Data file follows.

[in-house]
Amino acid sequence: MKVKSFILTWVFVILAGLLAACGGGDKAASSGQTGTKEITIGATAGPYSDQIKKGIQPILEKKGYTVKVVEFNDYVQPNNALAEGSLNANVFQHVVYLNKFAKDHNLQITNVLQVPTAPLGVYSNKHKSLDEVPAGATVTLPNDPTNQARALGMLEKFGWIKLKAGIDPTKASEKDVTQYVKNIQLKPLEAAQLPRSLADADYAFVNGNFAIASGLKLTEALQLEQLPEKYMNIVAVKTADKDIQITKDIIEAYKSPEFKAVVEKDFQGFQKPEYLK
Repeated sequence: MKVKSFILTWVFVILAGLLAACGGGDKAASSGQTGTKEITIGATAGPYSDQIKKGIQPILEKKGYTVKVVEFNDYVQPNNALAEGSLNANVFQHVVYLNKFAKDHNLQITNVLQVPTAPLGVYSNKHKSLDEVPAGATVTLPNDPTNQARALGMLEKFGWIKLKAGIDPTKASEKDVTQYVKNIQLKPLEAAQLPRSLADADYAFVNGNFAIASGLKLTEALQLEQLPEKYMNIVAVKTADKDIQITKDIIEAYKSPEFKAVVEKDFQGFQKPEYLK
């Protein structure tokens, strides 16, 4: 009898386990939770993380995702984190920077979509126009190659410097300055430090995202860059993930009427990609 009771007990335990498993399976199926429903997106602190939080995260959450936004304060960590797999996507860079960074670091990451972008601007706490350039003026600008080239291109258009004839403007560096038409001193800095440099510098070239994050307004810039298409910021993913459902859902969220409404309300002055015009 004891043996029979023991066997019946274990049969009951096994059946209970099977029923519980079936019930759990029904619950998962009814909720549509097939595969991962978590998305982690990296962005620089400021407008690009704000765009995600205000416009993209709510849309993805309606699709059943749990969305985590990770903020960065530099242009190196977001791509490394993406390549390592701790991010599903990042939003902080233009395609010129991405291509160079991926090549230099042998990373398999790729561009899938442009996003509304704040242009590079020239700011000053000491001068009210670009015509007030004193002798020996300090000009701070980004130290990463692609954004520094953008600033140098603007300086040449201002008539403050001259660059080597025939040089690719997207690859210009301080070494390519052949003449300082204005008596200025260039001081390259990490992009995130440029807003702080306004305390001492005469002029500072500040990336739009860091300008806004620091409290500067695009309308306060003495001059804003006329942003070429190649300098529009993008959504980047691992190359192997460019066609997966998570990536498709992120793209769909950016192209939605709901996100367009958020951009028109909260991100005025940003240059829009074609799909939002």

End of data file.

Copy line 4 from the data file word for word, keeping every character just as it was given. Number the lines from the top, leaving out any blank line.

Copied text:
């Protein structure tokens, strides 16, 4: 009898386990939770993380995702984190920077979509126009190659410097300055430090995202860059993930009427990609 009771007990335990498993399976199926429903997106602190939080995260959450936004304060960590797999996507860079960074670091990451972008601007706490350039003026600008080239291109258009004839403007560096038409001193800095440099510098070239994050307004810039298409910021993913459902859902969220409404309300002055015009 004891043996029979023991066997019946274990049969009951096994059946209970099977029923519980079936019930759990029904619950998962009814909720549509097939595969991962978590998305982690990296962005620089400021407008690009704000765009995600205000416009993209709510849309993805309606699709059943749990969305985590990770903020960065530099242009190196977001791509490394993406390549390592701790991010599903990042939003902080233009395609010129991405291509160079991926090549230099042998990373398999790729561009899938442009996003509304704040242009590079020239700011000053000491001068009210670009015509007030004193002798020996300090000009701070980004130290990463692609954004520094953008600033140098603007300086040449201002008539403050001259660059080597025939040089690719997207690859210009301080070494390519052949003449300082204005008596200025260039001081390259990490992009995130440029807003702080306004305390001492005469002029500072500040990336739009860091300008806004620091409290500067695009309308306060003495001059804003006329942003070429190649300098529009993008959504980047691992190359192997460019066609997966998570990536498709992120793209769909950016192209939605709901996100367009958020951009028109909260991100005025940003240059829009074609799909939002």